The pen is mightier than the sword  

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Train wreck at Montparnasse (October 22, 1895) by Studio Lévy and Sons.
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Train wreck at Montparnasse (October 22, 1895) by Studio Lévy and Sons.

The saying 'The pen is mightier than the sword was coined by Edward Bulwer-Lytton in 1839 for his play Richelieu, about Cardinal Richelieu.

The idea was not a neologism even at the time, and had numerous predecessors:

In the Christian New Testament, circa 1st century, AD:

  • Hebrews 4:12: "Indeed, the word of God is living and effective, sharper than any two-edged sword, penetrating even between soul and spirit, joints and marrow, and able to discern reflections and thoughts of the heart."
  • Ephesians 6:17, in like fasion: "sword of the Spirit, which is the word of God"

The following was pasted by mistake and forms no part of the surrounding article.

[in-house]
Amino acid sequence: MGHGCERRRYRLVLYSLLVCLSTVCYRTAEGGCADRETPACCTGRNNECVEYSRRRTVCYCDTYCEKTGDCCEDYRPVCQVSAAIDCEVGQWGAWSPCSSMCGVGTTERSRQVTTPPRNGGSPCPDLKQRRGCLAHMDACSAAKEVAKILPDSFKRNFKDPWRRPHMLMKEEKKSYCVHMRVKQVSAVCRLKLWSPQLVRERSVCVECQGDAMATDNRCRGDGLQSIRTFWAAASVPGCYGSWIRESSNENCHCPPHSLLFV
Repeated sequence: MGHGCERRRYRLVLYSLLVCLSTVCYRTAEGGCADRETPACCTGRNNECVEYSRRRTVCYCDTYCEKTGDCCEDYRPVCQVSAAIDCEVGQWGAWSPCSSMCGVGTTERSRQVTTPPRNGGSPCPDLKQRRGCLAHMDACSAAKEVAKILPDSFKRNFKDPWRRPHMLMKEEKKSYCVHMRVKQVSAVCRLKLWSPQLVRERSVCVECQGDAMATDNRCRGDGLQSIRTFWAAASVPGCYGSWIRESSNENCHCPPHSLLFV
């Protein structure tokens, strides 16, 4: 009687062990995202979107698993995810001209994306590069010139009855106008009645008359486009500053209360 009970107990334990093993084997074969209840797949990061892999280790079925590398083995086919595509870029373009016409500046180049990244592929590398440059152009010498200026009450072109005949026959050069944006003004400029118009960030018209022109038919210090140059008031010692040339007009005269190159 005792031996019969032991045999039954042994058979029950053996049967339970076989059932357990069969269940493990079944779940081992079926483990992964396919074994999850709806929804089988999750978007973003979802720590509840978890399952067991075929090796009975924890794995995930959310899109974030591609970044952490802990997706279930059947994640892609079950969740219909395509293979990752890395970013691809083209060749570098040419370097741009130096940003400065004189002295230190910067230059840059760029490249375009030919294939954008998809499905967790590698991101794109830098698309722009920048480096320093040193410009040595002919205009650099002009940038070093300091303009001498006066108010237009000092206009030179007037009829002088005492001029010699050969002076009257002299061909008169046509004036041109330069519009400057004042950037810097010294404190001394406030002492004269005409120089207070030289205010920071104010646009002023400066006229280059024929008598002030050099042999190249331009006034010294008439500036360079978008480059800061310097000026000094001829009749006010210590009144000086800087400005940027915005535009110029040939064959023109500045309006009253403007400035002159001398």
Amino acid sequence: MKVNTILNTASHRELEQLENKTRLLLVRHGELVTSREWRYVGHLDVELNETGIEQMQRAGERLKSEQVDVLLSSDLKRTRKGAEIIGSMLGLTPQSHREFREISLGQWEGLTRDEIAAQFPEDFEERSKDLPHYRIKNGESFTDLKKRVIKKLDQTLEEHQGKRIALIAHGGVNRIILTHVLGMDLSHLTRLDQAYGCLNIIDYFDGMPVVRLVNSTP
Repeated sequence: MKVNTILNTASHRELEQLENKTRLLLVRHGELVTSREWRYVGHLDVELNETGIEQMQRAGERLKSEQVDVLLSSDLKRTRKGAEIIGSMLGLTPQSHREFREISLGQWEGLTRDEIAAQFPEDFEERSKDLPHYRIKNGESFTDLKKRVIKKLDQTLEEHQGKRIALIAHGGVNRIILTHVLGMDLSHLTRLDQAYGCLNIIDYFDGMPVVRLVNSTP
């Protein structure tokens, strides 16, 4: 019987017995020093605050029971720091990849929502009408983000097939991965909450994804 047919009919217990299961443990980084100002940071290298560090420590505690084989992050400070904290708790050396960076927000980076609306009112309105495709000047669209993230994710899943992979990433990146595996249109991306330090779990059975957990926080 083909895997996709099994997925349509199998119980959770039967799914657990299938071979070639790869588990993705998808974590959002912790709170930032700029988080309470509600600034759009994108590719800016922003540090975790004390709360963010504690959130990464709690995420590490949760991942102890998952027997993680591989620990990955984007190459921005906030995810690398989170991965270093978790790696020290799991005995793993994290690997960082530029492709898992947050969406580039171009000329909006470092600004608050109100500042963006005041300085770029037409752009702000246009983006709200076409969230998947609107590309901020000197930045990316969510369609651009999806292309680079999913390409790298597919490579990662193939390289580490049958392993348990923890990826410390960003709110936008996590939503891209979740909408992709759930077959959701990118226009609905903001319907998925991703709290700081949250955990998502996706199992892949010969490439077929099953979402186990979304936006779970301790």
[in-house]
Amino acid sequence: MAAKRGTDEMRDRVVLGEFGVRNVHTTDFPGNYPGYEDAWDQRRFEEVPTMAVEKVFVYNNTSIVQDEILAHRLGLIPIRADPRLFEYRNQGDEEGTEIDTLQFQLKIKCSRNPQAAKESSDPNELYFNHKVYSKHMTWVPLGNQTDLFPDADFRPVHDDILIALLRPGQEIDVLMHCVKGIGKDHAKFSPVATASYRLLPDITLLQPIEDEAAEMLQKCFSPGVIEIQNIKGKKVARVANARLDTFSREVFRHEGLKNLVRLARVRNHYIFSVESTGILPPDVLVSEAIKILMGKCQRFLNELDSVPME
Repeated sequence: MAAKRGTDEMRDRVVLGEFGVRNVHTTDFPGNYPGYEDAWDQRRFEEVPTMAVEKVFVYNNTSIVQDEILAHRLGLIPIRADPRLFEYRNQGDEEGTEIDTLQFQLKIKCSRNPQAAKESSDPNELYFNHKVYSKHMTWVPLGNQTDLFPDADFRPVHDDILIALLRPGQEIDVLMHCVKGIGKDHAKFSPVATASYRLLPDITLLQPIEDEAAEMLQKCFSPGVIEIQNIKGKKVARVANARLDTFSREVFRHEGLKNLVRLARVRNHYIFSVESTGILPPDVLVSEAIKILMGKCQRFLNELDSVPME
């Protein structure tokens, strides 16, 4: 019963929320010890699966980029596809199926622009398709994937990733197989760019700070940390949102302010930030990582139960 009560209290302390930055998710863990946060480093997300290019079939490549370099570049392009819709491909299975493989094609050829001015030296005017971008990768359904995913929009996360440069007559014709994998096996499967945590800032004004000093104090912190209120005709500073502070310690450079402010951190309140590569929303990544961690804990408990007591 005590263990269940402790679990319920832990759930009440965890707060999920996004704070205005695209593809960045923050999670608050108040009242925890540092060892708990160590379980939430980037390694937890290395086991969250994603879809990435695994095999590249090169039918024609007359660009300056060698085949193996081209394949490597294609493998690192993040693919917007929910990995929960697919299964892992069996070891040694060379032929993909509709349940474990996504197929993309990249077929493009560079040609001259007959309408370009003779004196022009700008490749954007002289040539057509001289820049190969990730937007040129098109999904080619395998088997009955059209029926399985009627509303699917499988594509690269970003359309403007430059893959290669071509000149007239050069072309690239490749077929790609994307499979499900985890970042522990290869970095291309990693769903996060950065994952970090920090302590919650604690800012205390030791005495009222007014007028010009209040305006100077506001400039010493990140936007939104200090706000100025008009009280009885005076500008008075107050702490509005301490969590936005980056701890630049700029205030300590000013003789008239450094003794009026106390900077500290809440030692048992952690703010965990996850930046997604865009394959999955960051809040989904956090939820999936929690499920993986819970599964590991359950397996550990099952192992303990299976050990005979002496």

• Revelation 1:16, in describing a vision of God: "A sharp two-edged sword came out of his mouth."




Unless indicated otherwise, the text in this article is either based on Wikipedia article "The pen is mightier than the sword" or another language Wikipedia page thereof used under the terms of the GNU Free Documentation License; or on original research by Jahsonic and friends. See Art and Popular Culture's copyright notice.

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